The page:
• Risk governance deficits:
    • (i) extensive risk (low intensity and high frequency), such as annual flash-floods and storms, are ignored and effort is directed at intensive risk (high intensity and low frequency), thereby automatically disadvantaging poorer neighborhoods, which disproportionately suffer from extensive risk;
    • (ii) the benefits of saving lives is not accounted for in cost-benefit analysis, thereby automatically favoring richer neighborhoods, which have a concentration of newer infrastructure, assets, and investments;
    • (iii) investments in the reduction of damages against extensive risk, usually in poorer neighborhoods with older infrastructure and housing stocks, is not considered, even though worldwide evidence shows this is cost-effective;
    • (iv) disaster losses due to extensive risk are not estimated, albeit qualitatively, to make a case for investments;
    • (v) financial needs and potential sources of funding from both the public and private sector are not assessed prior to dismissing the option of reducing existing risk in poorer neighborhoods; and
    • (vi) multi-year implementation programs are not developed based on financial needs and available sources of funding.
Proportion of infrastructure damage in extensive and intensive disasters in 56 countries and 2 Indian States, between 1970 and 2011. From Figure 5, Page 10. Source: http://www.preventionweb.net/english/hyogo/gar/2013/en/gar-pdf/GAR13_Pocket_EN.pdf
Proportion of fatalities from extensive and intensive risks in Latin America and the Caribbean (LAC), Asia and USA, Figures 3 and 4, Background Paper to GAR 2011, Extensive and Intensive risk in the USA: a comparative with developing economies, J Serge, 2010. Source: http://www.preventionweb.net/english/hyogo/gar/2011/en/bgdocs/Serje_2010.pdf

Case 2: Upgrading of coastal urban neighborhoods against tsunami risk

  • Description of Intervention: Coastal neighborhoods facing tsunami threats have various options for improving their preparedness against tsunamis. These options, ranging from physical defenses to early warning systems and evacuation plans, can be adopted individually, or in combination. The eventual decision does not always ensure that the most vulnerable communities and households will benefit from the interventions.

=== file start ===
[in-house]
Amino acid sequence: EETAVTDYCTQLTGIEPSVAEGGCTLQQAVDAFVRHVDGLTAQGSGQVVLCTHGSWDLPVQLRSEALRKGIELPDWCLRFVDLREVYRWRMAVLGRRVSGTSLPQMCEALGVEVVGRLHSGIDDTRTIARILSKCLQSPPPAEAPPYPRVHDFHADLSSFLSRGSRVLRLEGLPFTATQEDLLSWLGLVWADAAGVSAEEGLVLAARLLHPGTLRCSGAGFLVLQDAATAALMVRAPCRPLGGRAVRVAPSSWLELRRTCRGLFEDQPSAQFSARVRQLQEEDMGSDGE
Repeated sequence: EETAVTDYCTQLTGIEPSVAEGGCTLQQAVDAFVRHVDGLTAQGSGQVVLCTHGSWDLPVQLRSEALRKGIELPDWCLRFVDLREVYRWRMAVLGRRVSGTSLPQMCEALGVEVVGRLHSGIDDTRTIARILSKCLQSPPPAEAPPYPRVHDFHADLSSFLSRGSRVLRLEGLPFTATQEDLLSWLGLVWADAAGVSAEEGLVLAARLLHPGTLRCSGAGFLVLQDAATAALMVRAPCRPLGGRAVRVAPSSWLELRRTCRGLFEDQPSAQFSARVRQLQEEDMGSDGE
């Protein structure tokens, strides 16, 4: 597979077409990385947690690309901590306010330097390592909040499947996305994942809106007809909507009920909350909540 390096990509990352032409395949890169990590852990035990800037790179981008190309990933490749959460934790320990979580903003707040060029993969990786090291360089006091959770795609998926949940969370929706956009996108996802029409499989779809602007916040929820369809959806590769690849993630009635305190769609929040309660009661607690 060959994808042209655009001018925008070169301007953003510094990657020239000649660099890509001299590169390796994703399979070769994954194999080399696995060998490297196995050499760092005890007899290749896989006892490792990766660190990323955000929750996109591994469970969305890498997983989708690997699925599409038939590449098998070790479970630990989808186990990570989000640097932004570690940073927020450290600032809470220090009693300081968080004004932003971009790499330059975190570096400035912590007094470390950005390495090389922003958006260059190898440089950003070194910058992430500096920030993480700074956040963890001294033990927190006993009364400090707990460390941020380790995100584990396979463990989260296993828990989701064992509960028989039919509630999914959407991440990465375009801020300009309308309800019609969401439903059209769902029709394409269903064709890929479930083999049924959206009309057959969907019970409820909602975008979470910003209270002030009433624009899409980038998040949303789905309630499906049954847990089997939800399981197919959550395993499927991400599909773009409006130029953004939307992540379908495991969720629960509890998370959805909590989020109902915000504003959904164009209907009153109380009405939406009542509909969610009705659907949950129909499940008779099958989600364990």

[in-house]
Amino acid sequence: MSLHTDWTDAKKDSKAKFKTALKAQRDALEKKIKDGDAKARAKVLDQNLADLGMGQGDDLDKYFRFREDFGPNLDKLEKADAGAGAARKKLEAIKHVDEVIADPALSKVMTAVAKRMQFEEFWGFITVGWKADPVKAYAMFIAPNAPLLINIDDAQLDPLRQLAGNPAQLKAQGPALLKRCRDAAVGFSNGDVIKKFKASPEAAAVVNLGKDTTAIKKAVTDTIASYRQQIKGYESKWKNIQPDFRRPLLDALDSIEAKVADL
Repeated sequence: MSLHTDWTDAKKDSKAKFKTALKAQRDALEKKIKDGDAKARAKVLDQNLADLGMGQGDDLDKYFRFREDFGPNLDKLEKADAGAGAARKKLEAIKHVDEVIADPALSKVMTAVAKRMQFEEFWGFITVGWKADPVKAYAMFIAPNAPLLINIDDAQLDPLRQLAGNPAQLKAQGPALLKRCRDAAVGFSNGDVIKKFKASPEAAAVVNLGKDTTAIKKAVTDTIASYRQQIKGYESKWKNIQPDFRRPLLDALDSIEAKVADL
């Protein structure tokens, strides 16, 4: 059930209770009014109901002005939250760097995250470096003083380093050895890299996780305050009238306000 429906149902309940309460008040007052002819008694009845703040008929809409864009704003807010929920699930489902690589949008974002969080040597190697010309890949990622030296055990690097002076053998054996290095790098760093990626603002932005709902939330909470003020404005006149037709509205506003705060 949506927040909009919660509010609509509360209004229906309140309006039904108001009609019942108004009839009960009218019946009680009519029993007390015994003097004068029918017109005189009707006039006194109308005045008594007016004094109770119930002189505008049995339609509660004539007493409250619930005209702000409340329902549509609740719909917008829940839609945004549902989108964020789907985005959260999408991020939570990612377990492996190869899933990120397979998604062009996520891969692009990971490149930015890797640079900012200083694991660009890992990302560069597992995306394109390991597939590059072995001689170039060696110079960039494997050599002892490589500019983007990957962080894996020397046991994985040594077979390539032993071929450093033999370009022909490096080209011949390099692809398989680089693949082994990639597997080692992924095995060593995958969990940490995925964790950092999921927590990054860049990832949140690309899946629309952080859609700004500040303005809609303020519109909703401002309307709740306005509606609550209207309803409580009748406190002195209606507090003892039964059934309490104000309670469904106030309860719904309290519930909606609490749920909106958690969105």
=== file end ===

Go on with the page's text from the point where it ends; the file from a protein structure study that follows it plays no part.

• Risk governance deficits:
    • (i) evacuation plans do not account for the needs and capacities of the population, and how they vary with age, sex, ability, health situation, and general socio-economic conditions;
    • (ii) early warning systems do not reach the most vulnerable communities;
    • (iii) evacuation and response plans are neither based on, nor informed by, multi-hazard risk assessments;
    • (iv) Investments in tsunami physical defenses are not compared against, or coupled with, early warning systems and response and evacuation plans; and
    • (v) investments in tsunami physical defenses are not compared against, or coupled with, a cost-benefit perspective against investments in reducing extensive risk.

Case 3: Urban master plans against disaster risk

  • Description of Intervention: Usually, large international consultancies develop master plans for local authorities for general resilience building and /or for mono-hazard management (e.g. earthquake master plans).
  • Risk governance deficits:
    • (i) consultants are not sufficiently informed by existing socio-economic constraints, challenges, and opportunities, as identified by various studies;
    • (ii) analysis is not sufficiently informed by disaster loss data;
    • (iii) method of analysis was originally developed for advanced countries and assumes the availability of accurate spatially and socio-economically dis-aggregated data. Effort is not sufficiently directed at tailoring the prospective plan to the current level of data;
    • (iv). the large degree of uncertainty in hazard frequency and intensity, and in its impact due to the lack of data, does not trigger a recommendation for a more participatory approach, specifically to address the large degree of uncertainty;